Wednesday, August 5, 2015

China's stock market

Having been away from the news (mainly because the internet was down) for a few days, I missed the latest and greatest about the Chinese stock market.  The news is not good, granted the panic seems to have ebbed but it remains that the past few weeks have been painful for investors (who are very leveraged).

Rumours are that there is an implicit price target of 4,500 for the Shanghai Composite index (the S&P 500 for China's main market) that today closed at around 3,600 off from its high of 5,100 (or about 35% lower -- which is bad).  The Chinese government has been working hard (and I mean really hard) at convincing the market that the market will go up, it has "encouraged" brokers to take large positions, ended the ability to IPO, it has made many stock "un-tradable" thereby reducing the volume of shares available.  In fact, the Chinese government has dubbed sellers as traitors!

If these rumours are true, and the Government can make the market calm down and start buying again there is still the 4,500 "liquidity" level -- at which the big stake holders will liquidate their unwilling participation in the market stabilisation efforts.  That, by the way, acts as a price barrier. In effect these stake holder have a put option (they can sell the shares to the market -- right now they cannot).  Now the nomenclature is not terribly important, but it means that the investors has a problem, as the prices of the market gravitates (eventually) close to 4,500 then liquidity will grow dramatically, and prices will fall.  In other words investors "know" that there is a real asymmetry of return, there is limited upside and massive downside -- that's a strategy, that as an investor you can take advantage of by using a series of puts or barrier options.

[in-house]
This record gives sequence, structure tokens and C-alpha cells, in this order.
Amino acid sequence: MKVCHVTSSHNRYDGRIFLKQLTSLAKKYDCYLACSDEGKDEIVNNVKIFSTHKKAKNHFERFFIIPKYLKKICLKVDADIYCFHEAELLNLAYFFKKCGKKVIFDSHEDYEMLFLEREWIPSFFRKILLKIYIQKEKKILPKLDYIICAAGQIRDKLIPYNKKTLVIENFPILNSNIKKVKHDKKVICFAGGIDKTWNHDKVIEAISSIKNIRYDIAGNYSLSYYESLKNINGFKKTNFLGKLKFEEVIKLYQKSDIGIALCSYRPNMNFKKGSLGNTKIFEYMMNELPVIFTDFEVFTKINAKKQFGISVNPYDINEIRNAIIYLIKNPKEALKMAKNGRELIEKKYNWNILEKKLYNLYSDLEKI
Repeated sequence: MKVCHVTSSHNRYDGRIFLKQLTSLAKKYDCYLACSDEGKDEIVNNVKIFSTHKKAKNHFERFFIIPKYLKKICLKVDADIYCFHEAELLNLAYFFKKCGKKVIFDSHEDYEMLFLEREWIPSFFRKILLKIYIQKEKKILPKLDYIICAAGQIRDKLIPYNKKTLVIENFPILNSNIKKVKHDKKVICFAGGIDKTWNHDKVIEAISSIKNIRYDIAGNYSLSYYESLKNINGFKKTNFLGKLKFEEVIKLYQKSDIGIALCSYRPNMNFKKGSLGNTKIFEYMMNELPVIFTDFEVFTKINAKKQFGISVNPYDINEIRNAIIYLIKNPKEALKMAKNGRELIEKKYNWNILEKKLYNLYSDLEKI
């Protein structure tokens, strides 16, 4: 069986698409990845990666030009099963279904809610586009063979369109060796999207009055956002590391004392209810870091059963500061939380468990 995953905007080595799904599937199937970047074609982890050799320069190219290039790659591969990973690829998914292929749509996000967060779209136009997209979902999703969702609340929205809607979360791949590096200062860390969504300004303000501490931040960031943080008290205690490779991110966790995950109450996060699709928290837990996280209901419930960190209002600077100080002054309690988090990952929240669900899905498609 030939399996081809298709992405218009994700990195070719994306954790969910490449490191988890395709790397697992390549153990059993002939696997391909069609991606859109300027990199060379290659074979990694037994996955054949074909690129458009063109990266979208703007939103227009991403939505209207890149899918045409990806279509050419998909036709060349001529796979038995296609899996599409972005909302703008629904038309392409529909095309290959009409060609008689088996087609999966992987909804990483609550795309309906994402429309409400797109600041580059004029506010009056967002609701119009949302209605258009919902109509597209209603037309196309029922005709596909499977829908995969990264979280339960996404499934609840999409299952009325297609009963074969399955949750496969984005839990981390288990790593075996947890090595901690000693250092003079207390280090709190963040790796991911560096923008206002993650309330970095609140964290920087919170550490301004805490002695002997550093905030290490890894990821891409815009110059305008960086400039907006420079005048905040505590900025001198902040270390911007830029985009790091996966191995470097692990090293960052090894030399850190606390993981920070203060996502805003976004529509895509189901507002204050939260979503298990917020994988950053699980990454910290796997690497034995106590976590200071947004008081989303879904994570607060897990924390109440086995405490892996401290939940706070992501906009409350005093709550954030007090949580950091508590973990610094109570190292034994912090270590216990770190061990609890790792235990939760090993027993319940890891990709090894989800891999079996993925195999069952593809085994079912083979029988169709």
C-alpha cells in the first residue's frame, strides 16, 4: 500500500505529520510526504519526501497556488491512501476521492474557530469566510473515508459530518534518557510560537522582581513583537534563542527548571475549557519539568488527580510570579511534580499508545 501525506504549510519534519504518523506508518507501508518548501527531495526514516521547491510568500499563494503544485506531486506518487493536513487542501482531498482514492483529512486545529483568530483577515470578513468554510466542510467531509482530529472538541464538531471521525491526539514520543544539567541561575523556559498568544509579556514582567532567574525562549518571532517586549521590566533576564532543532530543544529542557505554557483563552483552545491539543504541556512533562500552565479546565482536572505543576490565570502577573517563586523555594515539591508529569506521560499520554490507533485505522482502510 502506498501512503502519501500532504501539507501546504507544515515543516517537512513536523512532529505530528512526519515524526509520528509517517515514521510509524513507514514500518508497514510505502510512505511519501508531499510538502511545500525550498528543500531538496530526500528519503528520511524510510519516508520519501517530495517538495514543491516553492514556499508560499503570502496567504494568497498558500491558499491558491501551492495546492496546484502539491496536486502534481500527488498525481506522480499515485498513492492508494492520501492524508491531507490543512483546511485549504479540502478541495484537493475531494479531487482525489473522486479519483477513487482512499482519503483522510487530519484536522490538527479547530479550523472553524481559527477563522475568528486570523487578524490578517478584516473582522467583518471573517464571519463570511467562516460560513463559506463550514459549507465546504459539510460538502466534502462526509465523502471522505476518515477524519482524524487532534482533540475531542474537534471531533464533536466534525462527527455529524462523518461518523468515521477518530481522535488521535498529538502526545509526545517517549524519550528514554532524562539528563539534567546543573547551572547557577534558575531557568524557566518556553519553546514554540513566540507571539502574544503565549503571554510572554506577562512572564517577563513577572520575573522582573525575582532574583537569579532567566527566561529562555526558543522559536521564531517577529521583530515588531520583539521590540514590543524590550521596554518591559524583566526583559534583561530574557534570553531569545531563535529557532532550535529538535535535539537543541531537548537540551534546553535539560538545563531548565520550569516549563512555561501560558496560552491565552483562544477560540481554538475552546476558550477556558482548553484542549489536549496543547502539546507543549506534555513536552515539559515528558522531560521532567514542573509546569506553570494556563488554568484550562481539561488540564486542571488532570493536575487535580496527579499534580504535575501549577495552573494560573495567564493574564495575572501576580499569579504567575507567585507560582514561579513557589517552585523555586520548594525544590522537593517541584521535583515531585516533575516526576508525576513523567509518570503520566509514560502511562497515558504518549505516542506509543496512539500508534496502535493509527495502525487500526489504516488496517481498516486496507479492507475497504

The market is around 3,600 if you take the view that the government will do almost anything to get the price up beyond 4,200/4,400 then as an investor you have a massive opportunity -- not by shorting but by using derivatives!

My guess is that to limit the downside the best option (unintended pun) is to use some type of reverse straddle that will reduce your losses if the market plows through  4,500 but will give you massive upside if the market goes down further -- like to its 2013 level.

Honestly, I don't know who would allow you to write such an option position (especially since the Chinese market is closed to foreigners), but my guess is that it should be possible via the ETF market! At any rate this is almost a can't loose strategy (sure you've heard that before!!!), simply because the Chinese market is very "rich" the market perceives that barrier at 4,500 and so the cost of some of the protection options involved in this trade can be "cheap".

This, I think, is a sweet trade.

P.S.  I have to skin in the game here, no position either derivative or underlying stocks or ETF in the Chinese market.


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